Tench can be distinguished from native cyprinids by the combination of a single barbel at the end of each maxilla (one pair), while Common Carp has two pair, thicker body and the presence of deeply embedded, 70-120 fine scales in lateral line, 26-31 in
Crucian Carp, 40 or fewer in Common Carp. The dorsal fin is short and lacks a heavy spine-like ray, which distinguishes it from
Goldfish, and Crucian Carp. Additionally, the Tench has a squared caudal fin (as opposed to a forked one in
Common Carp and the truncated tail fin in Crucian Carp) and very small bright red eyes.
Habitat and Habits
The Tench prefers shallow, vegetated areas of
lakes and ponds, lower reaches of slow-moving
rivers, adjacent backwaters, and oxbow lakes. Larvae and juveniles inhabit areas characterized by dense aquatic vegetation. During summer months, the Tench seeks cooler temperatures by concentrating in deep holes and shaded areas. It tends to be inactive during the day, resting in favored habitats such as dense aquatic vegetation, and forages for food after dusk. The Tench is most often found in still waters with a clay or muddy substrate and abundant vegetation. This species is rare in clear waters across stony ground, and is absent altogether from fast-flowing streams. It tolerates water with a low oxygen concentration, even being found in waters where the carp cannot survive.
The Tench appears to be a relatively unselective, generalist predator of invertebrates (especially benthic organisms) in both native and introduced regions. In Ireland, 4 year or younger Tench fed primarily on plankton, whereas larger and older fish consumed mollusks, chironomids, other insects, and plankton. In Spain, cladocerans, gastropods, small crustaceans, and insect larvae and older fish preferred prey items. In Australia, Tench consumed chironomids, pulmonate gastropods, cladocerans, amphipods, ephemeropterans, and odonates. In England and France the young larvae primarily preyed on cladocerans, whereas older larvae and juveniles primarily consumed cladocerans and copepods. Older Tench in the United Kingdom ate a wide variety of benthic invertebrates, including bivalves, amphipods, isopods, trichopterans, and other insects. The diet of small Tench (6-12 cm) consisted of aquatic insect larvae, especially mayflies, damselflies, midges, and caddisflies. Larger fish consumed whatever invertebrates were available, including snails, mollusks and oligochaetes.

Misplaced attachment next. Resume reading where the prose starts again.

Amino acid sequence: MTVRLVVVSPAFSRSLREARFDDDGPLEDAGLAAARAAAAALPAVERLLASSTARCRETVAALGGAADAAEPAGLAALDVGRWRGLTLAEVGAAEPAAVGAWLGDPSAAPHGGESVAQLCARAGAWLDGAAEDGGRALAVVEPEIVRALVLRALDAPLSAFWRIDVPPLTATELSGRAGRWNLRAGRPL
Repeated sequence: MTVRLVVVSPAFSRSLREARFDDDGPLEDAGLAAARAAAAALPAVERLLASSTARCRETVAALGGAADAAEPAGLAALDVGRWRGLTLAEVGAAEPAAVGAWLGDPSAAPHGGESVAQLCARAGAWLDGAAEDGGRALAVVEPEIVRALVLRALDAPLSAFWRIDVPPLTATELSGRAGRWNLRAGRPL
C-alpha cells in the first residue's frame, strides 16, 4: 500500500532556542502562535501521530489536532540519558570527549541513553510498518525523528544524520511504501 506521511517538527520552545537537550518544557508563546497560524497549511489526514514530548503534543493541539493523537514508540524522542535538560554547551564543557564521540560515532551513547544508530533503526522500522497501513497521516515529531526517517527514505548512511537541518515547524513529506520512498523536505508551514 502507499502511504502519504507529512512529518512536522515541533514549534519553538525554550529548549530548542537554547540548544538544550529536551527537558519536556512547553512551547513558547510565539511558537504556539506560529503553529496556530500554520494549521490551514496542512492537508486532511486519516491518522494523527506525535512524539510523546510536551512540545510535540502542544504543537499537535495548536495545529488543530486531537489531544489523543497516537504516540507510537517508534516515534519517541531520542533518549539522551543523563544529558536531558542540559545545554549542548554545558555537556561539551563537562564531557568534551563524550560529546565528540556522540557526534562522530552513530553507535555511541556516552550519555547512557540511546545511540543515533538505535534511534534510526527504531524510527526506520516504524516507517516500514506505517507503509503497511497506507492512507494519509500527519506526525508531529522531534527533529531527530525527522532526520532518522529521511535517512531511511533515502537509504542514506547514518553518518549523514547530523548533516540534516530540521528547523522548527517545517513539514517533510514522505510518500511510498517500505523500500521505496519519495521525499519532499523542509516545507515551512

Males generally mature in their third year, females mature a year before. Spawning is usually occurs in summer when water temperatures reach 18-20°C. The species aggregates for spawning in shallow, usually among aquatic plants, vegetated areas where the adhesive green eggs are deposited over vegetation. The Tench is a batch spawner and will spawn over artificial substrates resembling vegetation. Fecundity increases with body mass and length. The maximum fecundity is more than 1,200,000 eggs in Eastern Europe. Fecundity can be high. In Russia, fecundity varied from 230,000-400,000 eggs. Eggs are small, 1-1.2 mm, yellow or green, and hatch in 3-8 days at 22-24 °C. Growth is rapid, and fish may reach a weight of 0.11 kg (0.25 lb) within the first year.
Large Tench may be found in gravel pits or deep, slow-moving waters with a clayey or silty bottom and lots of aquatic vegetation. They take a variety of baits but are "nibblers" and are difficult to hook. Fish over 1 kg (2 lb) in weight are very strong fighters when caught on a rod. Tench fishing is a summer pursuit, as these are warm weather fish and in winter they tend to become dormant. They vary from bronze through olive green to almost black, depending upon habitat. Golden tench have been bred selectively and in the wild they are very vulnerable to predatory birds.